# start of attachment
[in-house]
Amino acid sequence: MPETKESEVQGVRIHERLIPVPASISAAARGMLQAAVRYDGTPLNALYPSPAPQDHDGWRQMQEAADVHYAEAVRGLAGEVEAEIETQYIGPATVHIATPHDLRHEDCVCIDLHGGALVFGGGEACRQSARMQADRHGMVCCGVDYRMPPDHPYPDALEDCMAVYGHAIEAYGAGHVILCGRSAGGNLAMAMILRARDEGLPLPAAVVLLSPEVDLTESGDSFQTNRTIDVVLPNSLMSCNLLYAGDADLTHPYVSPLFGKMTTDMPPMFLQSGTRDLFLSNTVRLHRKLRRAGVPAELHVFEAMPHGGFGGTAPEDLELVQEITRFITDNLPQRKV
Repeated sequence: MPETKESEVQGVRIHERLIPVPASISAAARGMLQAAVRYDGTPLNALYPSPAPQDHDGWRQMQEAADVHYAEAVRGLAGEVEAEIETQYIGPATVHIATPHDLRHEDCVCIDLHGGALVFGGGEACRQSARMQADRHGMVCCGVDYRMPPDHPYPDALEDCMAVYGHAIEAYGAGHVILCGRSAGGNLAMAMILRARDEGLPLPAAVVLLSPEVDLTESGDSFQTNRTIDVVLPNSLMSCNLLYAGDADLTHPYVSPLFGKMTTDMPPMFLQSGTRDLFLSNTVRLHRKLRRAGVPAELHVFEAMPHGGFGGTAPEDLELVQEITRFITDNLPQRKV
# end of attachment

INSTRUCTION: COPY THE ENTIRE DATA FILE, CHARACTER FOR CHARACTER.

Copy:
[in-house]
Amino acid sequence: MPETKESEVQGVRIHERLIPVPASISAAARGMLQAAVRYDGTPLNALYPSPAPQDHDGWRQMQEAADVHYAEAVRGLAGEVEAEIETQYIGPATVHIATPHDLRHEDCVCIDLHGGALVFGGGEACRQSARMQADRHGMVCCGVDYRMPPDHPYPDALEDCMAVYGHAIEAYGAGHVILCGRSAGGNLAMAMILRARDEGLPLPAAVVLLSPEVDLTESGDSFQTNRTIDVVLPNSLMSCNLLYAGDADLTHPYVSPLFGKMTTDMPPMFLQSGTRDLFLSNTVRLHRKLRRAGVPAELHVFEAMPHGGFGGTAPEDLELVQEITRFITDNLPQRKV
Repeated sequence: MPETKESEVQGVRIHERLIPVPASISAAARGMLQAAVRYDGTPLNALYPSPAPQDHDGWRQMQEAADVHYAEAVRGLAGEVEAEIETQYIGPATVHIATPHDLRHEDCVCIDLHGGALVFGGGEACRQSARMQADRHGMVCCGVDYRMPPDHPYPDALEDCMAVYGHAIEAYGAGHVILCGRSAGGNLAMAMILRARDEGLPLPAAVVLLSPEVDLTESGDSFQTNRTIDVVLPNSLMSCNLLYAGDADLTHPYVSPLFGKMTTDMPPMFLQSGTRDLFLSNTVRLHRKLRRAGVPAELHVFEAMPHGGFGGTAPEDLELVQEITRFITDNLPQRKV